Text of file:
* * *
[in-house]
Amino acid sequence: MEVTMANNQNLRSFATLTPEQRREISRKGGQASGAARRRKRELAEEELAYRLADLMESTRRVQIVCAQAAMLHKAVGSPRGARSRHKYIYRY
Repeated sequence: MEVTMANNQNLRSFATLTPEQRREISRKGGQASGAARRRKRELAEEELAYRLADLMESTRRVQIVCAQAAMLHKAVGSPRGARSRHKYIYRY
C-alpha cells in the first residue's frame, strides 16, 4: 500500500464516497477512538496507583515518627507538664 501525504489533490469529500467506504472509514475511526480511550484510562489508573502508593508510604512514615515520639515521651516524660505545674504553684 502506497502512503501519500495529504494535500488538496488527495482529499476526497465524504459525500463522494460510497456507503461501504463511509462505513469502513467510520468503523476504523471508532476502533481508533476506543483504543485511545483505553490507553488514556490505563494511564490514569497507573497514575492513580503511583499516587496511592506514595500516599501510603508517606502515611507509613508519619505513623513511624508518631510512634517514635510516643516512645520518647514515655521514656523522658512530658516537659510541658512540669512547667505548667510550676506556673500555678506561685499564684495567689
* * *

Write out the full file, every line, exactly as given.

[in-house]
Amino acid sequence: MEVTMANNQNLRSFATLTPEQRREISRKGGQASGAARRRKRELAEEELAYRLADLMESTRRVQIVCAQAAMLHKAVGSPRGARSRHKYIYRY
Repeated sequence: MEVTMANNQNLRSFATLTPEQRREISRKGGQASGAARRRKRELAEEELAYRLADLMESTRRVQIVCAQAAMLHKAVGSPRGARSRHKYIYRY
C-alpha cells in the first residue's frame, strides 16, 4: 500500500464516497477512538496507583515518627507538664 501525504489533490469529500467506504472509514475511526480511550484510562489508573502508593508510604512514615515520639515521651516524660505545674504553684 502506497502512503501519500495529504494535500488538496488527495482529499476526497465524504459525500463522494460510497456507503461501504463511509462505513469502513467510520468503523476504523471508532476502533481508533476506543483504543485511545483505553490507553488514556490505563494511564490514569497507573497514575492513580503511583499516587496511592506514595500516599501510603508517606502515611507509613508519619505513623513511624508518631510512634517514635510516643516512645520518647514515655521514656523522658512530658516537659510541658512540669512547667505548667510550676506556673500555678506561685499564684495567689